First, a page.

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The Daily Wildcat

The Daily Wildcat


Column: Halloween doesn’t mean you can kill someone for decoration, guys

Halloween has always been my favorite season, though typically it has ranked just behind Christmas in my personal holiday canon. Something mysterious happens in college, however; the twinkling lights and family bonding of December lose favor to the trashy movies and boozy parties of October.

Maybe it’s the existential dread that comes with college that makes us all that much more susceptible to the morbid charms of this season, but students certainly seem to embrace Halloween in earnest. Dorms put pumpkins and ghosts in their windows, fraternities and sororities erect horror displays in their front yards.

Decorations should not, however, value free speech over safety. The argument essentially boils down to free speech versus public safety, the boundaries between an individual’s right to display horrific shit on their front lawn and everyone else’s right to feel comfortable walking down the sidewalk in front of said lawn.

My own personal decorations for the season have remained consistent since year one: a single, plastic string of purple and orange spider lights and a black jack-o’-lantern with a bat carving. I may be willing to admit that this display is as much about being festive as it is about pitifully combating the growing despair at my ever-receding childhood memories.

All fun and games aside, Halloween decorating is perhaps the most contentious of holiday topics outside the never-ending winter vs. Christmas break argument. This year has already provided us with a severe example of Halloween-decorating-gone-wrong, with the recently trending Parma, Ohio, display that had locals of that town demanding their neighbor remove a set of decorations, including a female mannequin being crucified upside down, and a child mannequin being impaled on a pike.

While that homeowner ultimately decided to remove their decorations last week, citing unwanted visitors to the display in their front lawn, a much more gruesome scene was forming across the state in Chillicothe, Ohio: a single female body, draped over a fence, bloody and devoid of life. This display was originally taken for a fake, though investigating police soon discovered otherwise.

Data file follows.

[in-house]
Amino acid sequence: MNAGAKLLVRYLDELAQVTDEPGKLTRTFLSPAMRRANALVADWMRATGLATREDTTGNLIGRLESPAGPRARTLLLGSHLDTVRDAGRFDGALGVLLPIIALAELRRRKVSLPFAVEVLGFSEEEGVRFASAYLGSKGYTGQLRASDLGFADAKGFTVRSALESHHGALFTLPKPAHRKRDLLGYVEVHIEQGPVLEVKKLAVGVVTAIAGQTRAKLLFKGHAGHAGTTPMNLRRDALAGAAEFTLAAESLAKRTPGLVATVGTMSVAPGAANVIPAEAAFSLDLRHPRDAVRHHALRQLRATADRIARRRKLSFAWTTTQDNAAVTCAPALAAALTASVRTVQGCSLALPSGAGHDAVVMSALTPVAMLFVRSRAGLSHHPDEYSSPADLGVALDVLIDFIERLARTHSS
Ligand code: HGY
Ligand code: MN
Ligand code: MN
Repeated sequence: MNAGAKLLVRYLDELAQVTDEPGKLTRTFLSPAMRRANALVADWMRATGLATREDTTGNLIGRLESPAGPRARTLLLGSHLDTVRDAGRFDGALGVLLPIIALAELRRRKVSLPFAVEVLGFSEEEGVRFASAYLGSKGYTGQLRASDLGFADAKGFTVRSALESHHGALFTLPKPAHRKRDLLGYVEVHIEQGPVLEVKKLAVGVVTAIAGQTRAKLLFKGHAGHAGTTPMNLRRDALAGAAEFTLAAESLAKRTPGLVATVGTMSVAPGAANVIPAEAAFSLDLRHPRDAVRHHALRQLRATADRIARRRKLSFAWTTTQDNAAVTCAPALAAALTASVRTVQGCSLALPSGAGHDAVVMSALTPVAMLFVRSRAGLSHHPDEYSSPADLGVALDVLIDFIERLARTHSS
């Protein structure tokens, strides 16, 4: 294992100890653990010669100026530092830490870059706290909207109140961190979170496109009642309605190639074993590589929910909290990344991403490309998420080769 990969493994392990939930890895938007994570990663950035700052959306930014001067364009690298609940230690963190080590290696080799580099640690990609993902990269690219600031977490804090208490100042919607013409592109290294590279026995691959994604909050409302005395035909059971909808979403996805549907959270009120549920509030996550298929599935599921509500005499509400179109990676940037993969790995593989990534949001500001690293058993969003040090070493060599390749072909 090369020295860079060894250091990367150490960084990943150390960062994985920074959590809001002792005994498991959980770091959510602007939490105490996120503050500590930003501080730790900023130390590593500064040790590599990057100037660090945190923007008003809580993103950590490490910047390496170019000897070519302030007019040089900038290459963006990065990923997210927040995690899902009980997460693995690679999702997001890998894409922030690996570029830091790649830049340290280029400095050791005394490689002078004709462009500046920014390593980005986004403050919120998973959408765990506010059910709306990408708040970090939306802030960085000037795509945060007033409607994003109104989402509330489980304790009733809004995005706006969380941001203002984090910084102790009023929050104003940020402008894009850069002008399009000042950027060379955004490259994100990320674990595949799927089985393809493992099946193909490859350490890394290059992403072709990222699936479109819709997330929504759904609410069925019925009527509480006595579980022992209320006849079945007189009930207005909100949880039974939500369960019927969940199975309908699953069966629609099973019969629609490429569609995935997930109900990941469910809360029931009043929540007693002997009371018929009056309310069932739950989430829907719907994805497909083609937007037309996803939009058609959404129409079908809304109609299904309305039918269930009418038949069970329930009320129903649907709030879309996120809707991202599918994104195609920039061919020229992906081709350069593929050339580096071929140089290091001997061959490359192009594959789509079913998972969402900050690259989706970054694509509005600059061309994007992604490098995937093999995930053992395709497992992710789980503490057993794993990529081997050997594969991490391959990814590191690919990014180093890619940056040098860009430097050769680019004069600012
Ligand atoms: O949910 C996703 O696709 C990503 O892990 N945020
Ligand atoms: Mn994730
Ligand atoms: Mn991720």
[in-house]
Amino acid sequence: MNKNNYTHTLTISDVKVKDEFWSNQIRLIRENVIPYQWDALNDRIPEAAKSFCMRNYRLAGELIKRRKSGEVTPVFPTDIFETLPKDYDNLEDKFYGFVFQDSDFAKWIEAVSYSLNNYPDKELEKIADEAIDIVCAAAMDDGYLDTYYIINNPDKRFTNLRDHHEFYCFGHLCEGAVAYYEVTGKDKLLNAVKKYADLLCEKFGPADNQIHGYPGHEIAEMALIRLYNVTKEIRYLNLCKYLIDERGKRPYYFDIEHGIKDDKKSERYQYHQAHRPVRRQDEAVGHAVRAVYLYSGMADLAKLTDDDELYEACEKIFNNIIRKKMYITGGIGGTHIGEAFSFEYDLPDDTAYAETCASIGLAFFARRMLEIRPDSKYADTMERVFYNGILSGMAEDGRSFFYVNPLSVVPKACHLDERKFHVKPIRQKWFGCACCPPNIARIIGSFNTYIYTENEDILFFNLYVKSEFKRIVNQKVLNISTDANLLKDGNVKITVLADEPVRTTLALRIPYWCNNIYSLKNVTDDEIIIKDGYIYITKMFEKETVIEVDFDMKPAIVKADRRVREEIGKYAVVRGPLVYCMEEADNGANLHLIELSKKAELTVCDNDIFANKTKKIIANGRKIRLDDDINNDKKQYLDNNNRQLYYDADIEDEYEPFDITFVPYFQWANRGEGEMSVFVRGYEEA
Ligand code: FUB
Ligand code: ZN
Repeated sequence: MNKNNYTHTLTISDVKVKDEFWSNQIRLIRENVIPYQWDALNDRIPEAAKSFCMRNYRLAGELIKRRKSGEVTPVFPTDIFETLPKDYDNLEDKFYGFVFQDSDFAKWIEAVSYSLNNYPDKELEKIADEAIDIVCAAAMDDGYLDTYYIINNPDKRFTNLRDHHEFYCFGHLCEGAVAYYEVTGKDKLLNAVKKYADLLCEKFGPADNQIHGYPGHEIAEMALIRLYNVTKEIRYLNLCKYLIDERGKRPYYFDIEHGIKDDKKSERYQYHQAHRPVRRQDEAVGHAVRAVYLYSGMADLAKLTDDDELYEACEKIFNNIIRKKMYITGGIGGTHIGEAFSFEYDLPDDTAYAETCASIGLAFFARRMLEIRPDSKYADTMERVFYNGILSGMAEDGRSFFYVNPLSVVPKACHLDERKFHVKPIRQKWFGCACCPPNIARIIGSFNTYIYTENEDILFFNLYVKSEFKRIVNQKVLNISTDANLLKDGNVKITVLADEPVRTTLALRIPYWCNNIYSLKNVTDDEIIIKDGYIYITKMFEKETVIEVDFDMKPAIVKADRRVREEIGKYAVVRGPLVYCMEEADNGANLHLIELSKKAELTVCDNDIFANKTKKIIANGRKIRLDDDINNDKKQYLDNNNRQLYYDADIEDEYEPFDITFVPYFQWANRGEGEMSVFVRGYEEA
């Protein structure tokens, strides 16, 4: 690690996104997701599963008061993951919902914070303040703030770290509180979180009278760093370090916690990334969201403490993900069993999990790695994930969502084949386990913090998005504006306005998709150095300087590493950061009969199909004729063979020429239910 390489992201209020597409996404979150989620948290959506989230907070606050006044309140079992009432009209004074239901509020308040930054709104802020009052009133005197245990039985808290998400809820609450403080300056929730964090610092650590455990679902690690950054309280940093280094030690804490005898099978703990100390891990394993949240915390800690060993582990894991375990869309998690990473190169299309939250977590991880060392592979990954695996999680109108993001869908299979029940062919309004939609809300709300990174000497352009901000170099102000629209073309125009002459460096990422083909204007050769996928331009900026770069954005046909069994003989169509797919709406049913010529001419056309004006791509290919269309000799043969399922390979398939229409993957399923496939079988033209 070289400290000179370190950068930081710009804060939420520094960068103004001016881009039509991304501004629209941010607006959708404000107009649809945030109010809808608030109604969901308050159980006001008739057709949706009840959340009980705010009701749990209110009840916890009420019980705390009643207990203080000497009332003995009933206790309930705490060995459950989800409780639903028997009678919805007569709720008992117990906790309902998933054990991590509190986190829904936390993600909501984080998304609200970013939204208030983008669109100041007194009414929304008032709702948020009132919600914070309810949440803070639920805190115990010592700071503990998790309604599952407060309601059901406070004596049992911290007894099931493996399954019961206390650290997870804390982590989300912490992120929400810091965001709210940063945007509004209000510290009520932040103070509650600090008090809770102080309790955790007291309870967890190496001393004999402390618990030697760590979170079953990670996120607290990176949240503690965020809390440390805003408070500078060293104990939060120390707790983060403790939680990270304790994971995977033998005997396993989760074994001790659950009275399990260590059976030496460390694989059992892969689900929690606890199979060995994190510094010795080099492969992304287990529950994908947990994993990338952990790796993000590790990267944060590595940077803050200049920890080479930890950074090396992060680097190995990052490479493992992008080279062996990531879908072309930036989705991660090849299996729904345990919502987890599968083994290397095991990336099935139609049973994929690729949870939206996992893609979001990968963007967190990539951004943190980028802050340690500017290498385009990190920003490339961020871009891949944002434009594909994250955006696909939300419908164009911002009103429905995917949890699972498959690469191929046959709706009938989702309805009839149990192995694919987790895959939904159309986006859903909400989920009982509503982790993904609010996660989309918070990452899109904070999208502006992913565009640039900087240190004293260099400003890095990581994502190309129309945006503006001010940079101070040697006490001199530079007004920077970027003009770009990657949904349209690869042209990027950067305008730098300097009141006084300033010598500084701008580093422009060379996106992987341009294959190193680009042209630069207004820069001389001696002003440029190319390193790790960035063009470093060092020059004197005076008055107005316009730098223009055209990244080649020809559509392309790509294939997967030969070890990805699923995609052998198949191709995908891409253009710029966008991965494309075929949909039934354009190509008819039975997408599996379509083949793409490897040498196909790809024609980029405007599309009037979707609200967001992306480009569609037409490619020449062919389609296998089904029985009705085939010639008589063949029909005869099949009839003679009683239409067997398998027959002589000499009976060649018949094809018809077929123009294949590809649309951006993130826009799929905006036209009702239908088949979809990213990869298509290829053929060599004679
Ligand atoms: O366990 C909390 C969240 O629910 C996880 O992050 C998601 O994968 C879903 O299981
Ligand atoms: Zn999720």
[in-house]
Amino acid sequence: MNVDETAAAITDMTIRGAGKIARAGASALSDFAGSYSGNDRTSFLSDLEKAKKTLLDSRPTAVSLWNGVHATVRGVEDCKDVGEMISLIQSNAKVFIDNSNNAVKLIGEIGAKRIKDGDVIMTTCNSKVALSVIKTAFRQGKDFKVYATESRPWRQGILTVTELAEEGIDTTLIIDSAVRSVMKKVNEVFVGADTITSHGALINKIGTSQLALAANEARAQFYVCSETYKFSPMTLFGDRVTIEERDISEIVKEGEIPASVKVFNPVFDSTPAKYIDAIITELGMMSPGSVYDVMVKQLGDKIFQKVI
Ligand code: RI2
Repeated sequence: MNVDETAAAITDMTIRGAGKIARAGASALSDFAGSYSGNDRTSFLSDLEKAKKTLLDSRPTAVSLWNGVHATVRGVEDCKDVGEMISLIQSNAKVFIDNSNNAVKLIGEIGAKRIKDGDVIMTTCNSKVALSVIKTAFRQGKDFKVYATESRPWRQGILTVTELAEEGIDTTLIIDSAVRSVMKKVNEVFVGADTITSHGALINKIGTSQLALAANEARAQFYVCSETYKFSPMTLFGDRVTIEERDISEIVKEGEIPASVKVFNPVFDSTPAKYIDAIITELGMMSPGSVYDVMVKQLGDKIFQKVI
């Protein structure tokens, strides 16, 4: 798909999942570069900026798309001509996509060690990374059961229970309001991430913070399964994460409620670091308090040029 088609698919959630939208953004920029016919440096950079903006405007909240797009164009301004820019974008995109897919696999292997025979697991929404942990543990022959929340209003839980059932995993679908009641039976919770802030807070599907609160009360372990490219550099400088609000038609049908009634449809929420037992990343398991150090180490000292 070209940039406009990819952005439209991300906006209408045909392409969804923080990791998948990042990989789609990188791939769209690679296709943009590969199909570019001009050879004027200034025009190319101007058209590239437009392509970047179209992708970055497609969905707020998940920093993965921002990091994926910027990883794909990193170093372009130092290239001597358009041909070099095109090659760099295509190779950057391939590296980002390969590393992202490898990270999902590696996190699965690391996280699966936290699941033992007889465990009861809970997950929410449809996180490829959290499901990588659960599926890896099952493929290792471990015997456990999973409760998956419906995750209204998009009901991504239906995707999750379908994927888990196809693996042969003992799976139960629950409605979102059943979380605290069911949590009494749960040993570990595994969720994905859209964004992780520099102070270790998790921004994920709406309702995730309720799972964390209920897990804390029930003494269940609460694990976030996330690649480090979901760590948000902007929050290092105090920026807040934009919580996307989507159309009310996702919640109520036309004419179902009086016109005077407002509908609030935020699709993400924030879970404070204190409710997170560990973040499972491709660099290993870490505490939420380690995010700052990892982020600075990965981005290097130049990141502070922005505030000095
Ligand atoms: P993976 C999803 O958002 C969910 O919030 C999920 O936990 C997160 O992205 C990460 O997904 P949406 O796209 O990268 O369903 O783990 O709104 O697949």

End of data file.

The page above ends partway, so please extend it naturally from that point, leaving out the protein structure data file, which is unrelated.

These two stories from Ohio certainly broke the mold in terms of the usual Halloween controversies, though they both highlight the potential dangers in over-the-top, super realistic Halloween displays.

College campuses are no stranger to these sorts of debates, though their concerns are not necessarily Halloween-specific. Earlier this year, several fraternities across the nation grappled with university administration over lawn signs that expressed less-than-agreeable messages. One Old Dominion University fraternity put up several signs in August, one of which read, “Freshman daughter drop off,” leading to that fraternity’s suspension.

Another fraternity at Texas Tech University ran into similar trouble in September, with their own lawn sign reading, “No Means Yes, Yes Means Anal.” Ultimately the discussion over these public displays is always cut short by a swift administrative response, either from the university or the fraternity’s national leadership. The decision is obvious: the enjoyment of several fraternity brothers over a bad joke is in no way more valuable than the general feeling of safety by the broader student body.

The decision when it comes to Halloween decorations should be similarly swift. A gory lawn display can be just as triggering, just as unsettling as a rape-y fraternity sign. While violence and horror are certainly an integral part of the holiday for some, this doesn’t mean that it should be acceptable for a few to force their personal way of celebrating onto everyone else.

The goal of any holiday is to provide a break from the mundane and an opportunity for communities to come together. When celebrating starts to actively alienate individuals within the community, then that’s when Halloween officially begins to jump the shark. And everyone knows sharks aren’t Halloween scary. They’re just regular scary.

Follow Greg Castro on Twitter.

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